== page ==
FDA Expands Indications for Pembrolizumab to Include Metastatic SCLC With Disease Progression on or After Other Therapies


On June 17, the U.S. Food and Drug Administration (FDA) granted accelerated approval to the anti–programmed cell death protein 1 (PD-1) therapy pembrolizumab (Keytruda) as monotherapy for the treatment of patients with metastatic small cell lung cancer (SCLC) with disease progression on or after platinum-based chemotherapy and at least one other prior line of therapy.

This Priority Review and approval were based on tumor response rate and durability of response data from the KEYNOTE-158 and KEYNOTE-028 trials. Continued approval for this indication may be contingent upon verification and description of clinical benefit in confirmatory trials.

Two KEYNOTE Trials

The approval was based on pooled data from KEYNOTE-158 (cohort G) and KEYNOTE-028 (cohort C1), two multicenter, multicohort, nonrandomized, open-label trials evaluating pembrolizumab in patients with SCLC who had disease progression during or after platinum-based chemotherapy and at least one other prior line of therapy. Patients evaluated for efficacy received either pembrolizumab at 200 mg intravenously every 3 weeks (n = 64) or at 10 mg/kg intravenously every 2 weeks (n = 19). Treatment continued until documented disease progression, unacceptable toxicity, or a maximum of 24 months. 

The major efficacy outcome measures were objective response rate and duration of response, as assessed by blinded independent central review according to modified Response Evaluation Criteria in Solid Tumors, version 1.1. Pembrolizumab demonstrated an objective response rate of 19% (95% confidence interval = 11%–29%), with a complete response rate of 2% and a partial response rate of 17%. Among the 16 responding patients, 94% had a response of 6 months or longer, 63% had a response of 12 months or longer, and 56% had a response of 18 months or longer. Responses ranged from 4.1 to 35.8 or more months.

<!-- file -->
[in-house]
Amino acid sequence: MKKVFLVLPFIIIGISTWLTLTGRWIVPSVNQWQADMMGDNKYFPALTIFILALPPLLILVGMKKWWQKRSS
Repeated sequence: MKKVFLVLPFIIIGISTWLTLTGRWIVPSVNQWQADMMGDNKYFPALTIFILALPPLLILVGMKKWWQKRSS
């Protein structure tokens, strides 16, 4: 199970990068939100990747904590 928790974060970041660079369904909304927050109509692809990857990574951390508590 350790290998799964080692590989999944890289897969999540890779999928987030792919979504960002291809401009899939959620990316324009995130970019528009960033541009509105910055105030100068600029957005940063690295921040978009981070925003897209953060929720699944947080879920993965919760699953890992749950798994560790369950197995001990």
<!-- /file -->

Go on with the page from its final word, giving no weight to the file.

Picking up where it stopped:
Safety Profile

Among the patients with SCLC enrolled in KEYNOTE-158 (cohort G, n = 107) and KEYNOTE-028 (cohort C1, n = 24) who were included in the safety analysis, the adverse reactions that occurred were similar to those occurring in patients with other solid tumors who received pembrolizumab as a single agent.

Immune-mediated adverse reactions, which may be severe or fatal, can occur with pembrolizumab, including pneumonitis, colitis, hepatitis, endocrinopathies, nephritis, and renal dysfunction, severe skin reactions, solid organ transplant rejection, and complications of allogeneic hematopoietic stem cell transplantation. Based on the severity of the adverse reaction, pembrolizumab should be withheld or discontinued and corticosteroids administered, if appropriate. The drug can also cause severe or life-threatening infusion-related reactions. Based on its mechanism of action, pembrolizumab can cause fetal harm when administered to a pregnant woman.

More on Pembrolizumab

Pembrolizumab was first approved in 2014 for metastatic melanoma and has since been approved in non–small cell lung cancer, head and neck squamous cell cancer, classical Hodgkin lymphoma, primary mediastinal large B-cell lymphoma, urothelial carcinoma, microsatellite instability–high cancer, gastric cancer, cervical cancer, hepatocellular carcinoma, Merkel cell carcinoma, and renal cell carcinoma. 

The current approval marks the first indication for pembrolizumab in SCLC. The drug was granted Orphan Drug designation for SCLC in October 2017. 

The recommended pembrolizumab dose for SCLC is 200 mg administered as an intravenous infusion over 30 minutes every 3 weeks until disease progression, unacceptable toxicity, or up to 24 months in patients without disease progression.

View highlights of prescribing information for pembrolizumab, including the new indication.

The content in this post has not been reviewed by the American Society of Clinical Oncology, Inc. (ASCO®) and does not necessarily reflect the ideas and opinions of ASCO®.